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Risk Taking – Edison vs. Armstrong

January 3, 2016  Min to Reads

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ID-10053076When I think about risk taking, I think about people like Neal Armstrong and Thomas Edison. People who had the courage to do things for which the consequences of failure were extreme. But the stories of these two men in popular culture seem very different, and as a result, I think I learn more about risk taking from Edison than Armstrong. Armstrong’s risk was extreme, no doubt. Failure to execute a moon walk correctly, set aside the whole launching oneself into space on the back of controlled explosive, was extreme in the least and realistically life threatening. There is no question that his accomplishments required a great deal of risk and therefore a great deal of courage.

So why am I more interested in Edison than Armstrong? It is likely that many of the risks that Edison took, while not directly life threatening were extremely threatening to his person, both emotionally and physically. For instance, in the late 1860s Edison was struggling to keep his job with Western Union because he was reportedly spending too much time moonlighting with his inventions. He made the decision to borrow $35 from a friend and move to New York City. It’s not clear what his plans were, but it is reported that he was hungry and living in the basement of a brokerage firm when his fortunes literally changed, creating the opportunity he needed to pursue his entrepreneurial desires and exercise his intellectual genius, ultimately leading to famous inventions like the a new stock ticker and the light bulb. Imagine how different things might be if Edison had not risked poverty and the associated hunger and humiliation attached to his move to New York.

The legend about Edison’s 1,000 attempts to make the light bulb is well know, and the lessons learned from his comment that he didn’t fail 999 times, but just found 999 ways not to make a light bulb are documented multiple times in books and blog posts like this one, but all of this took place well after Edison had already risked careers, comfort, respect, and so much more and become successful.

Risk taking is easy when the risks are not as acutely personal as hunger and social embarrassment. I would argue that risk taking is easier when the risk is death than when the risk is humiliation and poverty. I would also argue that when the risks involve our personal security both emotionally and physically the rewards are often greater, but there are some significant facts about risk taking that we should document here specifically.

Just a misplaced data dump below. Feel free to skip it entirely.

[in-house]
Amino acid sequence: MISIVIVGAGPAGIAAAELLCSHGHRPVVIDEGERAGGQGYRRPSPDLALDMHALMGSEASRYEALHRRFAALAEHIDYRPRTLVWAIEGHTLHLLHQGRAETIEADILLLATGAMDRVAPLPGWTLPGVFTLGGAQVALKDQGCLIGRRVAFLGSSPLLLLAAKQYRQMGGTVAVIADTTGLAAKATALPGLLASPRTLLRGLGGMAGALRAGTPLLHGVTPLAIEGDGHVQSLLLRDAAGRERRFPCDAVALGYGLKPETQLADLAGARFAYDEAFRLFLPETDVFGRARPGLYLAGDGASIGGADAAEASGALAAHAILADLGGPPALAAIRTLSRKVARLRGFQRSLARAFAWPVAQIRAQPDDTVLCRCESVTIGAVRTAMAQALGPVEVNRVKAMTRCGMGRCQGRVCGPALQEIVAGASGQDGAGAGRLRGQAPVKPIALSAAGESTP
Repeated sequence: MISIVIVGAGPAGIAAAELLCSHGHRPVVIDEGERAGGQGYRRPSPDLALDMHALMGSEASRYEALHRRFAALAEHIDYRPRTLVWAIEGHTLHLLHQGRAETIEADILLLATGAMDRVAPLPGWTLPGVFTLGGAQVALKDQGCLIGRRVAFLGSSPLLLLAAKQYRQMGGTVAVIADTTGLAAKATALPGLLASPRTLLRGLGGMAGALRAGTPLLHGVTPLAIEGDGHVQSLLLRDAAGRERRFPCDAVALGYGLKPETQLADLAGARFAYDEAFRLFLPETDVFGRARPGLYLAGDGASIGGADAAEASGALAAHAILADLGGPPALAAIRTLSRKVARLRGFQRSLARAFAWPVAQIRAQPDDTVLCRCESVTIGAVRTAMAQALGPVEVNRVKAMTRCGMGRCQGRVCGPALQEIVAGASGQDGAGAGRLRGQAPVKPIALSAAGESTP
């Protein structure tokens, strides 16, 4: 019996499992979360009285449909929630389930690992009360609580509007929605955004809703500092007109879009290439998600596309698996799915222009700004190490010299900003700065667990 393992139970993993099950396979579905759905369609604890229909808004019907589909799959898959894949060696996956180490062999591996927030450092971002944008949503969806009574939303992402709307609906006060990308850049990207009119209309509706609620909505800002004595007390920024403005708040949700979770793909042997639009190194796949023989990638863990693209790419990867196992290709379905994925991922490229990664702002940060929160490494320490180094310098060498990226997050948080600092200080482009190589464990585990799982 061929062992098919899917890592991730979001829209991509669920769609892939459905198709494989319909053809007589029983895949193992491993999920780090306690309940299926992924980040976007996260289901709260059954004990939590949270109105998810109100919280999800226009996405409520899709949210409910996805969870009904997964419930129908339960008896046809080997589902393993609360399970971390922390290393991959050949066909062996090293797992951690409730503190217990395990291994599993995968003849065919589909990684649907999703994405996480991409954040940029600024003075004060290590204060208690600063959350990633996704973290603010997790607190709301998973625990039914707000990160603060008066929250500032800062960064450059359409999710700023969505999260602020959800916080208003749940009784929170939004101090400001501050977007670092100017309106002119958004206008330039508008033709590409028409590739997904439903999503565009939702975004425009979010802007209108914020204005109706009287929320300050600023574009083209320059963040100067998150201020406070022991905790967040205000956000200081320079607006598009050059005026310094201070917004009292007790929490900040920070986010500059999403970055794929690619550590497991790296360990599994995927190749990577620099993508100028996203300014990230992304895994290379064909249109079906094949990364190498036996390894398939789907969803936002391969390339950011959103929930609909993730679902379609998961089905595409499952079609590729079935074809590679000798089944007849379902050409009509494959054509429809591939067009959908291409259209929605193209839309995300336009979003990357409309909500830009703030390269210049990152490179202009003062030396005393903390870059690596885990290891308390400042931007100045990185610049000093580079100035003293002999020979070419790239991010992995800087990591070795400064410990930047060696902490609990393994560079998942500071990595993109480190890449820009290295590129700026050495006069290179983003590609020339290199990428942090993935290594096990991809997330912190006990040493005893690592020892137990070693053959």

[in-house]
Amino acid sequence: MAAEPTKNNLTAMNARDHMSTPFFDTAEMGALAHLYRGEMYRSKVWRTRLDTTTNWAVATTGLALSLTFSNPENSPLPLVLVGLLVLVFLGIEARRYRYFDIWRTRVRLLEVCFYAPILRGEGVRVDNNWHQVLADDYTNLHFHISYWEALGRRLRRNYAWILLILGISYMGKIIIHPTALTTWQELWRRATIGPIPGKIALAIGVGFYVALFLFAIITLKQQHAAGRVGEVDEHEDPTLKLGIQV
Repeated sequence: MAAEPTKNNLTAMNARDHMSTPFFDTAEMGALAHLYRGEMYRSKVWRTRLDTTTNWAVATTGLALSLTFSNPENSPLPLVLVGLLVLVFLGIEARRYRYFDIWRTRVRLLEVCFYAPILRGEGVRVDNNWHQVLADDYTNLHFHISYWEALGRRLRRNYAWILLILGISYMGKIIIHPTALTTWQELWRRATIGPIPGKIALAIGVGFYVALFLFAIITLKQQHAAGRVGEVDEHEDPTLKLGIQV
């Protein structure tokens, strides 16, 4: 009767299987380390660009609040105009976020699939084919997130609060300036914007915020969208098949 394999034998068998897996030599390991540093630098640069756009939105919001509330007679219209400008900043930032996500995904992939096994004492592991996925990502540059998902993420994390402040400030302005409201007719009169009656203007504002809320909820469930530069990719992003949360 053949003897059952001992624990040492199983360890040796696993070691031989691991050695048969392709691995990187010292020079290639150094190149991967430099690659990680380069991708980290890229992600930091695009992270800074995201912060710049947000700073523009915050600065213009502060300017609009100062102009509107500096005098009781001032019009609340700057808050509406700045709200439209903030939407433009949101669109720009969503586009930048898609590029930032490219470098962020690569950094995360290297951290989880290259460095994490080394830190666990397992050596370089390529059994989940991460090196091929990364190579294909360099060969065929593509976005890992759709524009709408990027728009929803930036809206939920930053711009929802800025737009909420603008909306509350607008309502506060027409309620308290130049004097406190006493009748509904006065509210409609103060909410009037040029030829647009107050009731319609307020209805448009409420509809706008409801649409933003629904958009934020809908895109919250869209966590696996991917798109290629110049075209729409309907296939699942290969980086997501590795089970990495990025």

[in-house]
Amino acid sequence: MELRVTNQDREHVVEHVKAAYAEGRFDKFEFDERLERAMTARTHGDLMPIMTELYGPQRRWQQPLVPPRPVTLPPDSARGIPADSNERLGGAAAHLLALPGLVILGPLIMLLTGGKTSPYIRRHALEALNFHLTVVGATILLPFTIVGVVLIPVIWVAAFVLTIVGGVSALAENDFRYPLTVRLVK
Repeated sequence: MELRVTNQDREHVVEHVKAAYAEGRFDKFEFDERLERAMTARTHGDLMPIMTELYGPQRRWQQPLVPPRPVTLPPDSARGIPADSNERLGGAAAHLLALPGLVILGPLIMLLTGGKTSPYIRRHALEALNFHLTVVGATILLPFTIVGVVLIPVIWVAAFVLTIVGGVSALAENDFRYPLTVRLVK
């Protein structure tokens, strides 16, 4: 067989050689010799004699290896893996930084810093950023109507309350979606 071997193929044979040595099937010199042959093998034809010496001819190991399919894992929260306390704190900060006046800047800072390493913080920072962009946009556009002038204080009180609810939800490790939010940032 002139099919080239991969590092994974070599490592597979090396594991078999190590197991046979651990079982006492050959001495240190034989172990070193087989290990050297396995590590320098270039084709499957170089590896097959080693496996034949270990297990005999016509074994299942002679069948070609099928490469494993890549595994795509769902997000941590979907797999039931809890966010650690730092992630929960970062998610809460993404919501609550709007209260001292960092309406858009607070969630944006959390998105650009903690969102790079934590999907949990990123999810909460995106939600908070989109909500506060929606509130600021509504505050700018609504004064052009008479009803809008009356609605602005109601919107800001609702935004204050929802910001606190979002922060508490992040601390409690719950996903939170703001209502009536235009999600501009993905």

• Risk taking is wisely accompanied by some planning – NASA and Neil Armstrong taught us this
  • Risk taking involves significant uncertainty – you can only plan so much before you either do nothing or do something that requires no risk
  • Risk taking involves failure, often significant and repeated

I want to focus on the last point for a few moments. I’ve heard leaders talk about creating an environment where risk taking is encouraged, and I agree with those leaders on the importance of doing so. However, I’m not always convinced they are really willing to allow the kind of risks that Edison took to achieve his greatness. In fact, Edison had to take his risks outside the established corporate structure. The established corporate structure wanted to fire him. Imagine their profits had they supported his risks, underwritten his efforts, and absorbed his losses. But established organizations are rarely capable of allowing such uncontrolled risks and this is why established organizations grow stale and die.

In a recent conversation with my new fried Tony Harris this topic came up, and we noted the connection between our dreams and our fears. The fact is that almost every person I know has dreams that they are afraid to pursue and they fear to do so because of the risk of failure and rejection. On a personal and corporate level many of us abide in a risk averse culture that must change if we are ever to realize our dreams or transform our company into its next level of greatness. The question is, “what can we mere mortals do?”

Here are some simple tips that may help change the risk averse culture in which you live and work.

  • Capture your dreams and big ideas on paper
  • List the risks involved that are keeping you from pursuing these dreams and big ideas
  • Analyze this list to separate the real risks from the perceived risks
  • Courageously begin pursuing your dreams by tackling the smaller risks then move on to the bigger ones.
  • Get ready to fail

There is no magic in these tips, just some actions you and I can take to get started. It isn’t even about removing the risks. Its about knowing them and facing them and understanding that you will fail and it will hurt but that the failure and the hurt are usually necessary steps to success. That’s just the way life is. I believe that by facing our fears and taking risks, both personally and professionally, we will either help to transform the culture around us or be forced to find a culture more risk friendly and thereby more success oriented. Edison’s risk led to success, which led to the creation of a corporate culture that embraced risk and thrived on the successes taking those risk made possible. Maybe you will be the next creator of a risk taking and transformative culture, but you’ll never know if you don’t start taking some risks and try.

I’d love to hear your stories about risk taking, overcoming fear, dealing with failure, and enjoying victory, so please leave a comment or send me an email.

Image courtesy of renjith krishnan at FreeDigitalPhotos.net

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